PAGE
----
The Nut Job
Bluntly animated and over-complicated Ice Age spin-off offering low entertainment
Like last year’s Free Birds, in which enterprising turkeys build a time machine and attempt to stop the first Thanksgiving, The Nut Job feels like an archly contrived excuse to justify the groaning pun of the title. The story of an eccentric squirrel who gets involved in a elaborately planned bank robbery, it’s a high concept that offers low entertainment.
Will Arnett provides the voice of Surly, a squirrel who lacks respect within the Liberty Park community he inhabits, mainly due to living in the shadow of the more charismatic Grayson (Brendan Fraser). Surly’s accidental destruction of the annual nut harvest leads to him being unfairly ostracised by tribal leader Raccoon (Liam Neeson) and cast out of the leafy park into the big city. But chancing upon a gang of crooks organising a bank heist from behind the cover of a nut shop, Surly discovers a potential reservoir of treats that could end the squirrels’ famine. Can Surly liberate the precious nuts and stop the criminals pulling off the robbery?
The Nut Job’s existence is largely due to the enduring popularity of the lovably nut-obsessed Scrat character in the Ice Age films, but opportunities for such simple Tex Avery-style humour are largely unrealised by this bluntly animated and over-complicated adventure. Expanding his own 2005 short Surly Squirrel, writer/director Peter Lepeniotis pulls together an oddly outdated 50s gangster B-movie vibe that’s unlikely to ring bells with any age group, while falling back on violent slapstick and weary pop-culture references, including two full renditions of Psy's Gangnam Style. Featuring a full range of nut-related jokes that are likely to provoke allergic reactions in all but the most undemanding audiences, The Nut Job’s box office success (and proposed sequel) illuminates nothing more than the public’s currently insatiable appetite for animated fare of any quality.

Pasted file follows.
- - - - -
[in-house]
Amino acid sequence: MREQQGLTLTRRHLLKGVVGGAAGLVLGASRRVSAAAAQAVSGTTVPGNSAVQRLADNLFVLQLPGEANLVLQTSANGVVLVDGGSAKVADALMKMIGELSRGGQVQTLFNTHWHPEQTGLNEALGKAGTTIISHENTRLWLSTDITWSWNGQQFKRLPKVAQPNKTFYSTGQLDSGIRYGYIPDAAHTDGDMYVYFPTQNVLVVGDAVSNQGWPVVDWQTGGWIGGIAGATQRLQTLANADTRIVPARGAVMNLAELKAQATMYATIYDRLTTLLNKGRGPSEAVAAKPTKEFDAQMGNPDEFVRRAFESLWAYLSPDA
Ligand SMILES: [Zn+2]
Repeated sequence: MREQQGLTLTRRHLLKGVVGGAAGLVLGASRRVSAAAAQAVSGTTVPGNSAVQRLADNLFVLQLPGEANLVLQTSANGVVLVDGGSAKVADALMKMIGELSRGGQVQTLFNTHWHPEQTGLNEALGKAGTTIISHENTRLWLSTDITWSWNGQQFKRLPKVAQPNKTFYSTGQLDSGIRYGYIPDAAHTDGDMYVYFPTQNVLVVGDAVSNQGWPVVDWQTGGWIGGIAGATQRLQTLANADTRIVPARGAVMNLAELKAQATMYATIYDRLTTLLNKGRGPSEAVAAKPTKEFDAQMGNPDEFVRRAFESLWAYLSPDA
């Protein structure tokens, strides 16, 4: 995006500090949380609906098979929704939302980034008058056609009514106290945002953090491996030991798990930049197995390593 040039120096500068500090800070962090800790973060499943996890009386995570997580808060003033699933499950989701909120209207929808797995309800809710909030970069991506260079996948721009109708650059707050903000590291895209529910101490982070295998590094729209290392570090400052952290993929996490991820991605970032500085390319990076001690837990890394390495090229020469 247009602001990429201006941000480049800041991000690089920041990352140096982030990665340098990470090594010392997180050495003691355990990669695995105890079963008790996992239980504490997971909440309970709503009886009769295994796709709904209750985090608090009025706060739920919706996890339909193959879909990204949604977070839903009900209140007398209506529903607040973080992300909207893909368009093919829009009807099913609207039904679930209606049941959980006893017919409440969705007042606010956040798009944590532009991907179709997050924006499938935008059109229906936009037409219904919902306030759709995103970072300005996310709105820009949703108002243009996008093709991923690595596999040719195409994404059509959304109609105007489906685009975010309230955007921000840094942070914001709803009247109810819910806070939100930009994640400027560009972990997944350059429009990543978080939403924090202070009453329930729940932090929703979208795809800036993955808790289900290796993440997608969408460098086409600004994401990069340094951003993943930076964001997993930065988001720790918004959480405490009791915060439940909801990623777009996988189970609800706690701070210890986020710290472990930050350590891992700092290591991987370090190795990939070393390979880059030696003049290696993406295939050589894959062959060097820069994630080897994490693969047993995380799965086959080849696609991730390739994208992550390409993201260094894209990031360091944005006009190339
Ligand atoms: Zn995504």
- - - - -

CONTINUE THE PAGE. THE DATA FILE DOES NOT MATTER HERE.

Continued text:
General release from Fri 1 Aug.